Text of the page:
The Netherlands-based firm yesterday said it received a letter of no objection from the US Food and Drug Administration (FDA) confirming the ingredient’s status as GRAS (generally recognized as safe).
The determination means that Clarinol, a weight management ingredient, can be used in fluid and flavored milks, yoghurts, milk-based meal replacements, meal replacement bars, soy milk, and fruit juice applications.
Conjugated linolenic acid (CLA) is a fatty acid naturally present in ruminant meat and dairy products. Due to changes in the Western diet, average intake of CLA has fallen; if the fat is removed from a dairy product to make a low fat version that will be acceptable to consumers, CLA is removed along with it.
Lipid Nutritionsubmitted the voluntary GRAS notification to FDA together with the German firm Cognis, which also manufactures its own branded CLA ingredient. Cognis was unable to confirm in time for publication if the GRAS approval also related to its branded Tonalin CLA.
Lipid Nutrition's CLA ingredient is derived from safflowers. It has two CLA isomers - known as trans-10 cis-12 and cis-9 trans-11, are respectively responsible for the effects of reducing body fat and increasing lean muscle.
Lipid Nutrition’s marketing manager for North America, Patrick Luchsinger, told NutraIngredients.com that the company had been working an achieving GRAS approval for around four years.
He said the firm has already discussed the development with a number of companies, and has seen interest from manufacturers of nutritional bars and dairy products, who have been waiting for the FDA GRAS approval before going any further.
The ingredient, which has until now been used in supplements, comes in oil form and powder form. Luchsinger said both forms have a clean flavour profile so would not affect the taste of products.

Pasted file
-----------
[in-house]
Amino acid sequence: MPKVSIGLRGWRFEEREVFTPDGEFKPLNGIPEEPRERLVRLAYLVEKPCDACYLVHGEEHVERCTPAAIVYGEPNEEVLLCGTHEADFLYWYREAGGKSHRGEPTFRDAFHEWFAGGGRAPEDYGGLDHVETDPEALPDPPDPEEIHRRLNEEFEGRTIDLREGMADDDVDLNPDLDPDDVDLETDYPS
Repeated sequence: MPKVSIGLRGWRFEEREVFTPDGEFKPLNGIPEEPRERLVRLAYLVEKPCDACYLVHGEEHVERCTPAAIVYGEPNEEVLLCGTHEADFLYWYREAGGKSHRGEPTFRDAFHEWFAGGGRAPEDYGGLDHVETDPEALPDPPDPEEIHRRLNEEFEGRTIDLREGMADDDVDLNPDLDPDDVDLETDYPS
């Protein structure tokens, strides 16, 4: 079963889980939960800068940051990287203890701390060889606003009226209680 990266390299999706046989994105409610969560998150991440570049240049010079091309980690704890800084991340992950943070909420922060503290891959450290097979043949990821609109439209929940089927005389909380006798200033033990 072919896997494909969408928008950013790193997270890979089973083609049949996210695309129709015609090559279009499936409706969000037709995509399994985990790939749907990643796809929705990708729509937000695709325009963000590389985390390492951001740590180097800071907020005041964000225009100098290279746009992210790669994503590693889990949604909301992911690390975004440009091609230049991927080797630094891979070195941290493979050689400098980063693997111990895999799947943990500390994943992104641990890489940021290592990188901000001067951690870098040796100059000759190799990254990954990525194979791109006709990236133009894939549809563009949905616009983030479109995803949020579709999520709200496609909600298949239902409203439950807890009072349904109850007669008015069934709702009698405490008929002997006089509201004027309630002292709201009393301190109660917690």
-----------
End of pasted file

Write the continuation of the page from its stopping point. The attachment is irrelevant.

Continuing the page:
Clarinol still does not have Novel Foods approval, which is the European equivalent to GRAS.
In May this year, Lipid Nutrition said its CLA had won approval for use in foods and beverages within the European Union from the Food Safety Authority of Ireland (FSAI).
The FSAI handed down a positive opinion on Lipid Nutrition's "thick file" which was then passed to the European Commission for assessment by the EU's member states and finally, the European Food Safety Authority. The approval is a significant step in Dutch-based Lipid Nutrition's attempt to gain EU Novel Foods approval for Clarinol.
Clarinol has been on the European market for more than a decade but only in food supplement form and not long enough to be exempt from long-winded Novel Foods approval under the 1997 rule.
That rule states any products on-market in one or more EU member states before May 1997 do not require Novel Foods approval.
Earlier this month, Cognis said it has also moved closer to Novel Foods approval for its Tonalin ingredient, after the Spanish food agency turned in its final assessment.
This has also been passed to the European Commission and will be sent to the other 26 member states for review in a process that has no deadline but is unlikely to be completed this year.
The firm said beverages and dairy products would be the first to come to market if and when the ingredient receives approval.